Google has removed the chat application ToTok, which is purportedly an espionage tool for the United Arab Emirates, from the Play Store for a second time. The application was previously pulled from Apple’s App Store and the Google Play Store in December, in a matter of seconds before The New York Times published a report about it. Google unobtrusively reinstated the application in January. The application seems to have stayed inaccessible on the App Store.
9to5Google noticed the updates on ToTok’s takedown prior today. When gone after comment, Google affirmed to The Verge that it took down the application, yet didn’t give any clarification about why. It removed ToTok the first time for violating unspecified policies, as per the Times.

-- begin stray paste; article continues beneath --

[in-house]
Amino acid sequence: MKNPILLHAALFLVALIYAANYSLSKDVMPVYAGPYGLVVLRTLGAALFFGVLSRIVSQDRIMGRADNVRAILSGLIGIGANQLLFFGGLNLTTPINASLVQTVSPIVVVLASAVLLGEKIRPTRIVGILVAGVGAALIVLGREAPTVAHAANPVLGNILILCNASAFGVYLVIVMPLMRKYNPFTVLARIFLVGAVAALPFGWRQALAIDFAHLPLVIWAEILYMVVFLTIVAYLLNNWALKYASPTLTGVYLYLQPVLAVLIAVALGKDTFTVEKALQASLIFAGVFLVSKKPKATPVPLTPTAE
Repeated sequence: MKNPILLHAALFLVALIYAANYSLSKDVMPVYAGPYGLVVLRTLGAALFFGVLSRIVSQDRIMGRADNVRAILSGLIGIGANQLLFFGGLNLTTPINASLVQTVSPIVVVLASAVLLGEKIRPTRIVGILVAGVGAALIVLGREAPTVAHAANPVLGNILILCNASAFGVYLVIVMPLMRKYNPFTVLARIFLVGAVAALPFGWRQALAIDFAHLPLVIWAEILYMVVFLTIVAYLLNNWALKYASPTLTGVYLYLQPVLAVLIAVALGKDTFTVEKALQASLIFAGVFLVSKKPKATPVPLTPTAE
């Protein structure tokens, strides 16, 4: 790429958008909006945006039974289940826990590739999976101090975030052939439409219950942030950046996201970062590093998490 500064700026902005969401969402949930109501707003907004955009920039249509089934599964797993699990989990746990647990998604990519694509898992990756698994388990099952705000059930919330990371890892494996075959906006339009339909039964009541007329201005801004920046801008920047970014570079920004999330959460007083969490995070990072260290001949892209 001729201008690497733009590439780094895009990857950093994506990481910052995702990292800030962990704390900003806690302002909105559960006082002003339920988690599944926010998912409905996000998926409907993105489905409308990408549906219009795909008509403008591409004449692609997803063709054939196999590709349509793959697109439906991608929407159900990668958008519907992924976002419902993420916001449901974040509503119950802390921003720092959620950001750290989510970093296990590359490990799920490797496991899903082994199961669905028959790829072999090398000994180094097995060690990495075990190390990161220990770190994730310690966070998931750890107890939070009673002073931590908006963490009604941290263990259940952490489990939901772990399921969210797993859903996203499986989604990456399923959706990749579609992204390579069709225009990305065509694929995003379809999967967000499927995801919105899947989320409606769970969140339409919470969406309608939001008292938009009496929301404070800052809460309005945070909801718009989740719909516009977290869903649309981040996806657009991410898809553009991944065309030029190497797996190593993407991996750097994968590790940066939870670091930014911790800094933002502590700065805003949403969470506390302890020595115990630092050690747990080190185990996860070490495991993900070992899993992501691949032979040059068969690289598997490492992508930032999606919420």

ToTok is a messaging application that guaranteed “fast, free, and secure” messages and calls and was downloaded by millions in the UAE and somewhere else in the Middle East. Shortly before its expulsion from the Play Store and App Store in December, the application was one of the most-downloaded social applications in the US. In any case, the NYT’s investigation found that the application permitted the UAE government to spy on clients.
ToTok denied the “vicious rumors” in an announcement published in December, saying that “[n]ot only do we respect privacy and ensure security, our users also have the complete control over what data they want to share at their own discretion.”
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